Updated October 11, 2015:
Gee, I go away for a couple of days and commenters have a party!
Here’s where I end up on this:
First, hereby purchases and hereby sells are both valid to effect sale of whatever it is. I checked with Chris Kunz, and she confirmed as much.
Second, despite suggestions to the contrary in the comments, it doesn’t matter whether you use purchases or sells. Each verb refers not to a unilateral action but instead to transfer of the item in question. The verb you choose simply determines which party’s perspective you adopt; it has no substantive significance.
Third, sells might be the more popular choice. After all, UCC Article 2 is called “Sales”, not “Purchases”.
Fourth, in the interest of logic and concision, I wouldn’t use both hereby purchases and hereby sells, but if someone asked for both, I wouldn’t waste time objecting—I’d give them both.
Fifth, if you use language of performance, the purchase price could be paid as follows:
- on signing the contract, using language of performance to transfer something (for example, a license) in exchange for whatever is being sold;
- concurrently with signing, perhaps using language of concurrence (on signing this agreement, X is paying); or
- later, using language of performance (shall pay).
Sixth, if instead of language of performance you use language of obligation, it would be standard to subsequently effect the transfer by means of a bill of sale that uses language of performance.
And seventh, even though you can use language of performance to effect transfer, if might not be the best way to structure a given transaction.
Original Post, October 5, 2015:
Last week I received the following inquiry from Kevin Toll, a litigator based in Southfield, Michigan:
Is there any difference between “Acme hereby purchases the Assets from Doe” and “Doe hereby sells the Assets to Acme”? Is one better than the other? And is it ever necessary to say “Acme hereby purchases the Assets from Doe and Doe hereby sells the Assets to Acme”?
That’s the kind of inquiry that makes me want to whack myself upside the head and then buy Kevin a drink. Because it’s so basic, yet it’s something I’ve never asked myself.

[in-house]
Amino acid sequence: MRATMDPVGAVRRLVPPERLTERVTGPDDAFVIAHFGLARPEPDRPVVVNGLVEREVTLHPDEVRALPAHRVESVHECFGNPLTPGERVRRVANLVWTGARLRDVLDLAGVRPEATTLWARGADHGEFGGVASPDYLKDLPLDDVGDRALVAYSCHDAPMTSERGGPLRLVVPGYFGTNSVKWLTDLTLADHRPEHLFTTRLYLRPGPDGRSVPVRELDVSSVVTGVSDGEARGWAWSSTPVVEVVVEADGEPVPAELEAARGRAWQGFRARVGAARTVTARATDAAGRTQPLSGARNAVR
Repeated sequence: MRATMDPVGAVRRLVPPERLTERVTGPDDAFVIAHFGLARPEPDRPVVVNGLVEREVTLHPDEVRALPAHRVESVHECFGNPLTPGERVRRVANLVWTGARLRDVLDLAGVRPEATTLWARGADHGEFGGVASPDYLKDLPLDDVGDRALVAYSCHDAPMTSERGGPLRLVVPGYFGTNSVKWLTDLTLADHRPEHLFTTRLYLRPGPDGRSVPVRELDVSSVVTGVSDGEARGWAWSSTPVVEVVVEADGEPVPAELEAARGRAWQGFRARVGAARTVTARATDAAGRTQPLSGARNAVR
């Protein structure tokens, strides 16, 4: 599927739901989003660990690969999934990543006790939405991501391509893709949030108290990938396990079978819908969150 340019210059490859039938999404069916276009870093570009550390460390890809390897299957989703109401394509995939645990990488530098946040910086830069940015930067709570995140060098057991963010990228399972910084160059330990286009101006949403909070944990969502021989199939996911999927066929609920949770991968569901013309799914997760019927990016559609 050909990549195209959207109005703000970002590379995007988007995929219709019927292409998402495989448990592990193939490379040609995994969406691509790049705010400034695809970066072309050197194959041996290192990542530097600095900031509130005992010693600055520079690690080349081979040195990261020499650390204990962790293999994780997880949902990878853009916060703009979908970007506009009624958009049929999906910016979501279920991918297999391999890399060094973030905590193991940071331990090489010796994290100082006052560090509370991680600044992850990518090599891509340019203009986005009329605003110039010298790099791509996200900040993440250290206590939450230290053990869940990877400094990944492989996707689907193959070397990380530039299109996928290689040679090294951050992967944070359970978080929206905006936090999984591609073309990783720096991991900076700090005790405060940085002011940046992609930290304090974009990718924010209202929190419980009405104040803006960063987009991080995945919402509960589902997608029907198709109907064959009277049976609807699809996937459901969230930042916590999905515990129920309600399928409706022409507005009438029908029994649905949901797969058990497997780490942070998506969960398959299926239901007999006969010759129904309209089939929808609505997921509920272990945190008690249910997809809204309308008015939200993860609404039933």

To answer Kevin’s first question, Acme hereby purchases the Assets from Doe and Doe hereby sells the Assets to Acme are equivalent. The bigger question is whether one needs to say both, in a reciprocal arrangement.
As a matter of logic, the answer is clearly no, one does not. If Acme is purchasing the Assets from Doe, it follows that Doe is selling them. I routinely say that there’s no point in using agreement of purchase and sale as a title, as it’s obvious that if someone is selling, someone else is also buying—nothing is gained by referring to both sides of transaction. That should apply equally to language of performance. This is Kevin’s view too.
If I’m going to use only one verb, which one would I use? I’d go with hereby purchases, just because the side with the money generally calls the shots.
But a quick survey of the mud volcano that is the SEC’s EDGAR system shows that the reciprocal arrangement (with all sorts of bogus accretions) is way more popular than using just hereby purchases or hereby sells. I see two possible causes.
First, slipshod extension from language of obligation, where reciprocity makes sense: if you omit one of the obligations from Acme shall purchase the Assets from Doe and Doe shall sell the Assets to Acme, the party in question would be free to back out.
And second, I suspect that drafters feel more comfortable having the language explicitly reflect the reciprocal nature of the transaction, even at the cost of redundancy.
So what would I do? And what would I recommend that you do? My heart is on the side of using just hereby purchases, but I wonder whether you’d so routinely be asked to make it reciprocal that you’d have to be stubborn not to do so from the get-go.
What say you?
44 thoughts on “Updated: Language of Performance for Buying Stuff”
Is “hereby” appropriate with “purchase”? Purchasing does not seem to be a “speech act”, in the same way a grant of license is. A purchase is just two other acts; a transfer and a payment. Moreover, do we need to state the “act” of purchasing, given we also state the obligation to transfer and the obligation to pay? What is lost by omitting the purchasing “act”? The purchase is implied by the transfer and the payment.